Informational interviews are a conversation with an industry professional about their work, company, or field. It doesn’t end in a job offer, so what’s the point of requesting one? We have the answer to that below along with some tips on how to make it through your first informational interview.

Why should you request an informational interview?

Informational interviews provide opportunities to learn more about an industry or company. Additionally, they allow you to gain the type of personal insight into your field of interest you can’t find online. Why not find out more about your favorite company or your intended field from an insider’s perspective?

How to request informational interviews:

If you know someone who works for your favorite company, reach out and ask them to coffee. People like to share information about their work, and whether or not they are involved in the hiring process, it’s always great to make a new connection. It’s scary to reach out to someone you’ve never met before and ask them to have a conversation with you.

First, see if you have any sort of connection that could help you get a foot in the door. For example, most colleges and universities have a campus career center that keeps track of alumni and can connect you to someone in your field.  Who knows? There might be an alum working in your dream job or at your dream company, and what a great opportunity to reach out!

How to prepare:

First things first: though this isn’t a job interview, make sure you are prepared to talk about yourself. Whoever you meet with will expect you to talk about your professional experiences and skills as well as your career aspirations. Secondly, research your interviewee! You will want to ask them specific questions about their career and how they got into the industry.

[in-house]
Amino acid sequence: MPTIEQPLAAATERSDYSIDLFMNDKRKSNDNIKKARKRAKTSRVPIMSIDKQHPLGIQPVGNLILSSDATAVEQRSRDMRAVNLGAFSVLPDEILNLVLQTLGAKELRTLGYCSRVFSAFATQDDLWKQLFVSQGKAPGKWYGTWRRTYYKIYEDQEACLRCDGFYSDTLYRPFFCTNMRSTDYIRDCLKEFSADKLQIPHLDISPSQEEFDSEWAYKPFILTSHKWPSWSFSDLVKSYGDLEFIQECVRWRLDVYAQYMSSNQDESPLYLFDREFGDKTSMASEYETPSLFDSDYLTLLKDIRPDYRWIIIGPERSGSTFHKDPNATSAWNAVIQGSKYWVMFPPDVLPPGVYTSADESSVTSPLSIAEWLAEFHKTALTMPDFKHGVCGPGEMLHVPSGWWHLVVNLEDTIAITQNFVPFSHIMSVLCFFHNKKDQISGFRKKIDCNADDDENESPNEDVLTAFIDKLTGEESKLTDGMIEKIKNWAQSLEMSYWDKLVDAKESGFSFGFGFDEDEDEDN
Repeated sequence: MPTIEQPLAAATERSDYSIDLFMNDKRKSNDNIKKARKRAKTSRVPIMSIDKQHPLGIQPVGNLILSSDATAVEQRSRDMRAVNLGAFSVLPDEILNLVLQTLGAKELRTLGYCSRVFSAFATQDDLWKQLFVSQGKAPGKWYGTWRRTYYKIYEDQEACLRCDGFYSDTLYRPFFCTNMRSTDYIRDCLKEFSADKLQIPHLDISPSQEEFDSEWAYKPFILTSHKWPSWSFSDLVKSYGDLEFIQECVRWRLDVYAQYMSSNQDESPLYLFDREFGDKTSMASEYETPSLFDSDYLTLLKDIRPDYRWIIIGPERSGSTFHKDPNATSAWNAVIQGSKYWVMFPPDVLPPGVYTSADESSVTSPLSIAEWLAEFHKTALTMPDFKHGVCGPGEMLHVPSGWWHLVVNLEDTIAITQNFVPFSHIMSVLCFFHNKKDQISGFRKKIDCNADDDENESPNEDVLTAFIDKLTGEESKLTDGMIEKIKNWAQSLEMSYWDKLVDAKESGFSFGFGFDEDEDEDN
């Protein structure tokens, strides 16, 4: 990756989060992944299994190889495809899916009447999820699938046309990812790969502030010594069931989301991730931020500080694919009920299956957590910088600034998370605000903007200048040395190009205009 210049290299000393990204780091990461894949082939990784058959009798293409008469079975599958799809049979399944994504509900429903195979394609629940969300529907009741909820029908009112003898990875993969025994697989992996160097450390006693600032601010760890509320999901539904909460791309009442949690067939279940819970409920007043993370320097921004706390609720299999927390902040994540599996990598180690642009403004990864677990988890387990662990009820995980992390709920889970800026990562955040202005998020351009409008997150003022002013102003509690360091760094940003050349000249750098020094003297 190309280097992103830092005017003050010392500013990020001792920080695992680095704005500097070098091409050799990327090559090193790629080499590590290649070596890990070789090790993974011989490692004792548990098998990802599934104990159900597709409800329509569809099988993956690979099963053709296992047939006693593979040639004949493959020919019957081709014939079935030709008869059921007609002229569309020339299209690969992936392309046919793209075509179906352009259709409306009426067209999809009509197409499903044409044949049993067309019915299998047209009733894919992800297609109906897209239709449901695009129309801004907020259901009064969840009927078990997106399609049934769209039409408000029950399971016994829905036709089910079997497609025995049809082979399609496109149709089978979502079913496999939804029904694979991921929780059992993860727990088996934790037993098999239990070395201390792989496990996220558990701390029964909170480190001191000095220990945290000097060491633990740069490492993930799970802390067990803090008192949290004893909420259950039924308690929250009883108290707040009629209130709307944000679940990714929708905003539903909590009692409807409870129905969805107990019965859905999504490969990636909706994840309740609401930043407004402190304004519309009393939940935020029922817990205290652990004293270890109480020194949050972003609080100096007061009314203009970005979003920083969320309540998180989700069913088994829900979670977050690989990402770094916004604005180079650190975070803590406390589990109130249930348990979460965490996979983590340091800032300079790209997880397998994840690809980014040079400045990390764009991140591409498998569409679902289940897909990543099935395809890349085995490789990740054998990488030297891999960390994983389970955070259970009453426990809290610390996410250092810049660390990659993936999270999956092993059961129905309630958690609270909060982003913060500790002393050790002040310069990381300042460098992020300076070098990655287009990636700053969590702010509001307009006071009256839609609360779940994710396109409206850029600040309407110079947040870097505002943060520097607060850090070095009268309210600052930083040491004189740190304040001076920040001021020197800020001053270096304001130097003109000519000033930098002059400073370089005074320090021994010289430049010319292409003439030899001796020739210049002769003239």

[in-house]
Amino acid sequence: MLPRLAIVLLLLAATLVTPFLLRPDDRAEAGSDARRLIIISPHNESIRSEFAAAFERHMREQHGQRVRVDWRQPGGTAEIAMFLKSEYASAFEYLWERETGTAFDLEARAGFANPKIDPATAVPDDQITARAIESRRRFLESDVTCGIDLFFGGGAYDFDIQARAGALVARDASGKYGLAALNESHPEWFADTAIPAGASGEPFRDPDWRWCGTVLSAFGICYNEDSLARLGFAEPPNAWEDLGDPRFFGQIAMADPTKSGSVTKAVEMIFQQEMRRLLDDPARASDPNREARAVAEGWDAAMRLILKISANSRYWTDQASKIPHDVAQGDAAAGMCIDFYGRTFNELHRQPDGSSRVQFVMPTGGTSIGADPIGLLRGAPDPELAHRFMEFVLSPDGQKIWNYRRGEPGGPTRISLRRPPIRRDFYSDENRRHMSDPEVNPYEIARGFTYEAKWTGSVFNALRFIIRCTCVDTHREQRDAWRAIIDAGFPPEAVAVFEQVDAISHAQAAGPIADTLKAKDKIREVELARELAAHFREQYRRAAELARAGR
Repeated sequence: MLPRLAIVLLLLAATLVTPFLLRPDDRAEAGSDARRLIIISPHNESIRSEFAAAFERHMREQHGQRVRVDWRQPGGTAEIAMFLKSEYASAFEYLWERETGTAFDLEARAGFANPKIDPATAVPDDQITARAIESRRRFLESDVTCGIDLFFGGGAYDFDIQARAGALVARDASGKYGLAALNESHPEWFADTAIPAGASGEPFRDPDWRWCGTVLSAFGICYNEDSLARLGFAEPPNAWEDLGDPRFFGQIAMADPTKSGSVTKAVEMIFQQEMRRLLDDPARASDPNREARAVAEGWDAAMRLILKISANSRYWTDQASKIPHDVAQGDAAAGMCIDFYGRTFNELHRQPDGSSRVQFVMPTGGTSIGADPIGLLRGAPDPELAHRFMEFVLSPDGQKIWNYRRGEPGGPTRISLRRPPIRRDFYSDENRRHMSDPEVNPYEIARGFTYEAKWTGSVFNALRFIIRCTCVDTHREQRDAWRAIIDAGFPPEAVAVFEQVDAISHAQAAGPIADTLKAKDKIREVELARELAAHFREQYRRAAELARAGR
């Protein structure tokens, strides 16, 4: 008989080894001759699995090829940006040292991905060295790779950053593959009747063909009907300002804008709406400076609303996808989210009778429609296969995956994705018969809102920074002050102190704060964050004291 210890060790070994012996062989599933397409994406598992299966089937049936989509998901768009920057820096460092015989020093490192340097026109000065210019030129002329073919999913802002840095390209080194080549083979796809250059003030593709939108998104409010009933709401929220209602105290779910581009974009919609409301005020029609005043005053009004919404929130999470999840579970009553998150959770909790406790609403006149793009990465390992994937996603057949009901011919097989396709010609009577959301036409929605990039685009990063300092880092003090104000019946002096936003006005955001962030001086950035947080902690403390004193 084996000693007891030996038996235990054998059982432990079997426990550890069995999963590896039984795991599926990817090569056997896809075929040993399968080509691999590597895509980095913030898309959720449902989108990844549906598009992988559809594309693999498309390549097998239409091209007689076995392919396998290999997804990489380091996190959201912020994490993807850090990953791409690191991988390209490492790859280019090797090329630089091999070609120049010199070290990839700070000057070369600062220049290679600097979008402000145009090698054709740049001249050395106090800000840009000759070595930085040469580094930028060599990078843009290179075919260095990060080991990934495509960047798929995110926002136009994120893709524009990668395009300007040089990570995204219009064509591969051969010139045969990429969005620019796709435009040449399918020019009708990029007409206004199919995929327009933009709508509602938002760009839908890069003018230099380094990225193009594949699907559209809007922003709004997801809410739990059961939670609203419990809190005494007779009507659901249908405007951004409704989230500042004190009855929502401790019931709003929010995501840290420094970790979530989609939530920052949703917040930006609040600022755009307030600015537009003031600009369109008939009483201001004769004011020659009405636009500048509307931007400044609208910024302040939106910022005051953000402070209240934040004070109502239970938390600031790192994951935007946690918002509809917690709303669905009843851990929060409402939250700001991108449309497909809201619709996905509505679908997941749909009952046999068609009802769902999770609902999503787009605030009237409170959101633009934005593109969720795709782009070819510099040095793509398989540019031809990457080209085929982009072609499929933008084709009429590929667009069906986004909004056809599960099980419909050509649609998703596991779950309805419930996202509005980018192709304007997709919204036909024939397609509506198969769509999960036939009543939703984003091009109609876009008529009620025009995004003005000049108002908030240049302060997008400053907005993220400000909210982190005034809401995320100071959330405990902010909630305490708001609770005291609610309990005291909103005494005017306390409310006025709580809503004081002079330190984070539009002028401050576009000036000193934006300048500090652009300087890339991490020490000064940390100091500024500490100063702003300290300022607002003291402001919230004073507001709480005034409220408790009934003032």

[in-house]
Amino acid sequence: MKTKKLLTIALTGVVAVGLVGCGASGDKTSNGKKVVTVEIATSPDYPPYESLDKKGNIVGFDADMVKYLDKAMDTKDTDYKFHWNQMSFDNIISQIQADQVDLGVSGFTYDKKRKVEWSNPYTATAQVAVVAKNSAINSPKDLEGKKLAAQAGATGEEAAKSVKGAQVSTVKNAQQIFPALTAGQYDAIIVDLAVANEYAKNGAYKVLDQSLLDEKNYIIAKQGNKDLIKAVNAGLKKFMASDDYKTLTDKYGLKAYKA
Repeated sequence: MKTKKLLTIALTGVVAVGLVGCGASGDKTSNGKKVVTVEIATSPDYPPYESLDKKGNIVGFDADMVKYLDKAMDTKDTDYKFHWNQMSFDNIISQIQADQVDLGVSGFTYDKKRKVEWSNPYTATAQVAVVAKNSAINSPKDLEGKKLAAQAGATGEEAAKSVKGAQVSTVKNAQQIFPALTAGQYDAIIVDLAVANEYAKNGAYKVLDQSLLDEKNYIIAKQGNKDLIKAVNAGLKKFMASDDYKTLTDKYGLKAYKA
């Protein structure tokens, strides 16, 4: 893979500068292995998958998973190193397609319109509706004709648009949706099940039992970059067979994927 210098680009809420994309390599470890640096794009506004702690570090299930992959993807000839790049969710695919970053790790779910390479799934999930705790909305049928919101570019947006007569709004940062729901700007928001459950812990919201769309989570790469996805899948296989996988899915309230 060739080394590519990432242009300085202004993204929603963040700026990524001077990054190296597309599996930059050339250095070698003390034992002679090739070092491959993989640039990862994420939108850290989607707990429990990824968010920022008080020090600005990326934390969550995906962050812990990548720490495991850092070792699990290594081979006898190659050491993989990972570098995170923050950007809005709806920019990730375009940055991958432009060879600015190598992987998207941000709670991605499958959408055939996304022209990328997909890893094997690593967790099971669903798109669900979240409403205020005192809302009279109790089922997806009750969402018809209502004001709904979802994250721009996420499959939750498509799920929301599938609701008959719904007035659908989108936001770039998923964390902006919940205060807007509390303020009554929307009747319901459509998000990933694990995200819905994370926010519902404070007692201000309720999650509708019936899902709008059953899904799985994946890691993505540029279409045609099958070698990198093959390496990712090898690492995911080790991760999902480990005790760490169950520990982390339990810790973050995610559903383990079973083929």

What to do during the interview:

In your interview, see if you can make any other networking connections. If the interviewee mentions anyone they think you should get to know, ask for their contact information or if they can connect you. If you are given any referrals, make use of those connections!

Make sure you’re keeping track of the time. You don’t want to impose on your interviewee. Jennifer Winter of the Muse advises, “When you have about 10 minutes left before your meeting is scheduled to end, casually mention that you want to be ‘mindful of her time’ and note the time you have left.”

After the interview:

Last but not least, always, always, always write a thank you note! Not only does it show that you recognize their time is valuable, but it keeps the connection open.

If you’re trying to get a job in your dream industry, contact Staffers today! We want to help you find a job that will put you on the path to achieving your career goals. We can help you find temp, temp-to-perm, or direct hire positions in office clerical and administrative positions in the Jackson metro area.

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